We’ll meet again, do know where, do know when!
With apologies to the late Vera Lynn – December 8, 2020
Two memories came to my mind on Monday last. First, a very old friend who had taken a year out of his practice to become a very important person in our profession. He found returning to the Bar depressing. In the paid job he had been given a secretary,
sick days, holiday and, most importantly, a chauffeur to take him to very important meetings with other very important people who all talked about very important things – usually money. Now he was back to the Tube, begging the judge to allow
an early rise for the dentist and working until 2 am.
The second recollection was of a silk, still alive, still hopelessly naughty and for years rated amongst the top 10 advocates at the Bar whose improper sense of humour kept generations of barristers corpsing in court in front of bewildered judges, who
rightly wondered if they were being laughed at. The first time he led me, I was therefore somewhat surprised to find him in the loo being violently sick. Although sympathetic, a junior’s main concern in these circumstances is that he may be
like the ill-prepared understudy finding himself starring at the royal premiere. ‘I’m always like this on the first day of a trial,’ he said. ‘How awful!’ I observed. ‘Not really,’ he said. ‘If I’m
not like that, I know I’m going to be completely flat in court.’ For him, the excitement was always there.
I felt both sensations getting myself ready for court for the first time in nine months. Where was my wig? Did I get the wing collars back from the laundry? Would the spray starch come out of the tin to clean up my bands? Entry to the court had new hazards.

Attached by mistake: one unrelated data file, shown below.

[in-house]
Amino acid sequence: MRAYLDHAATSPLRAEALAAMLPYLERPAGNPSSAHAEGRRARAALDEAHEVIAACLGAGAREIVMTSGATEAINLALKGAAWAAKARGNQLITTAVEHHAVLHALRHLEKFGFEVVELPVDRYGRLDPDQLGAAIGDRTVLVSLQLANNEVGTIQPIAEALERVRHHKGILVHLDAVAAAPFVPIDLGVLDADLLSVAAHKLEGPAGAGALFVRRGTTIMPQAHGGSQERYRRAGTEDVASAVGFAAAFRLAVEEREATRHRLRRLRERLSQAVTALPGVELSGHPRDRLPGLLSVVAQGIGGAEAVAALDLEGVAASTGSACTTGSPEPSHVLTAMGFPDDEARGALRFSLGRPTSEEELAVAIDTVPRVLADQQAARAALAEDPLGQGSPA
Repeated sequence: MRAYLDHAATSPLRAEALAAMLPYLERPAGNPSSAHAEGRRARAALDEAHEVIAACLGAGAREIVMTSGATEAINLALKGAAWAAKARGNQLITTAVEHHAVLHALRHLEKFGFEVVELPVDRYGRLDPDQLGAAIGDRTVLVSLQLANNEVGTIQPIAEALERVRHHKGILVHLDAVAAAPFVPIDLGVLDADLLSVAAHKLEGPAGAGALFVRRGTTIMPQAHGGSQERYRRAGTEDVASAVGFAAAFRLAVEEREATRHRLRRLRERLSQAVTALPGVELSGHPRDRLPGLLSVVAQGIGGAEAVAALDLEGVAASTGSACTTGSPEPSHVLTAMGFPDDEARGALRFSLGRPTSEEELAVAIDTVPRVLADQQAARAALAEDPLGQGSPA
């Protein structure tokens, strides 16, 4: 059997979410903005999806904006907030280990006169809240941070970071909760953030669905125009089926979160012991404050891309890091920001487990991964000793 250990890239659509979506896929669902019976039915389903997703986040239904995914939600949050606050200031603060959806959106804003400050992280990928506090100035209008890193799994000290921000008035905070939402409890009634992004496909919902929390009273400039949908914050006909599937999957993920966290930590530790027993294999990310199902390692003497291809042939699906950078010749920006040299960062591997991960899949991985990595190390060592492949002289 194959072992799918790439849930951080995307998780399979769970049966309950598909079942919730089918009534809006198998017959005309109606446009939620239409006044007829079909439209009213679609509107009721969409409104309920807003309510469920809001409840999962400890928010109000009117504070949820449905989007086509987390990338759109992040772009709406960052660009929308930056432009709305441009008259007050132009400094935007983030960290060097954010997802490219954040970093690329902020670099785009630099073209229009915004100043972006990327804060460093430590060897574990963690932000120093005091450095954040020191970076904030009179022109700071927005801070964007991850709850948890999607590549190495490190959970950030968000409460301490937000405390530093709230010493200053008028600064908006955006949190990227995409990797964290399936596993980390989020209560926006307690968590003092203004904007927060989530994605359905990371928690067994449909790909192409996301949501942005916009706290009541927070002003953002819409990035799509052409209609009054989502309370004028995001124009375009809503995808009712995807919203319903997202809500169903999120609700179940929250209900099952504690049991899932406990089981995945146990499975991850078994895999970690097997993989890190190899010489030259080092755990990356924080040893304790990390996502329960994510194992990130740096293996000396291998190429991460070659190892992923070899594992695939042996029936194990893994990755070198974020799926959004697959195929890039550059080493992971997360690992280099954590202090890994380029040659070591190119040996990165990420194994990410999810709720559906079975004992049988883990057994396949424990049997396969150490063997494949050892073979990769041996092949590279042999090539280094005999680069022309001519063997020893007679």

Failing to rub in the hand sanitiser sufficiently caused the laptop to slip from my grip and crash to the floor. It is astonishing how a British queue can express its silent disapproval, even when everyone is standing two metres apart.
The interior of the familiar building felt eery, rather like entering a school during the holidays, and my neck felt bigger as I attempted to secure collar and stud with a vice-like pinch in the robing room. In the Bar mess there was no smell of the cholesterol-laden
breakfast to which I had been looking forward or the freshly brewed coffee I was gasping to drink. This was not surprising, as there were no operative catering facilities of any kind. I made a wry joke to Amjit Singh QC who was in sole occupation
of the room trying to access the digital case system on his iPad. ‘Looks like a trip out for sarnies,’ I quipped. He looked up mournfully. ‘You’ll be lucky, there’s nowhere open round here.’ My stomach rumbled ominously
as my brain processed the implications.
A few ghostly figures entered, disgorging sandwiches wrapped in greaseproof paper from cases, an assortment of fruit, bottles of water and, in a few cases, flasks of coffee. I began to realise I was guilty of inadequate planning – although it might
have been helpful to have been given some warning. My junior, Heather Gibbons, an extremely well-organised person, looked as if she had come for a long stay and, knowing me well, clutched her store of liquids and foodstuffs possessively.
Robed and masked, like some 18th century highwayman, I abandoned the wraiths upstairs and strode into court. Heather went with the judge and my opponent to give the jury their preliminary pep talk and discover how fast they could get holidays booked or
their employers on the warpath after the judge had imparted the glad tidings that they might be here until Christmas. When all but a few excuses had been courteously brushed away by the judge and they had been selected, they were placed in plexiglass
corrals within the jury box.
The prosecutor opened his case and then the judge looked at me as if he vaguely remembered me from somewhere and said, ‘Mr Byfield? Yes, Mr Byfield. Would you like to tell the jury your defence in a few words?’ Wondering if the year had changed
me so very much, I rose to my feet as Heather beamed encouragingly. ‘Members of the jury…’ I commenced. The air conditioning caught the back of my throat and I groped quickly for the water jug while offering the jury a sickly smile
as I tried to cough discreetly. Three jurors put on their masks. The water jug? I should have guessed. There was no water jug. It too had gone.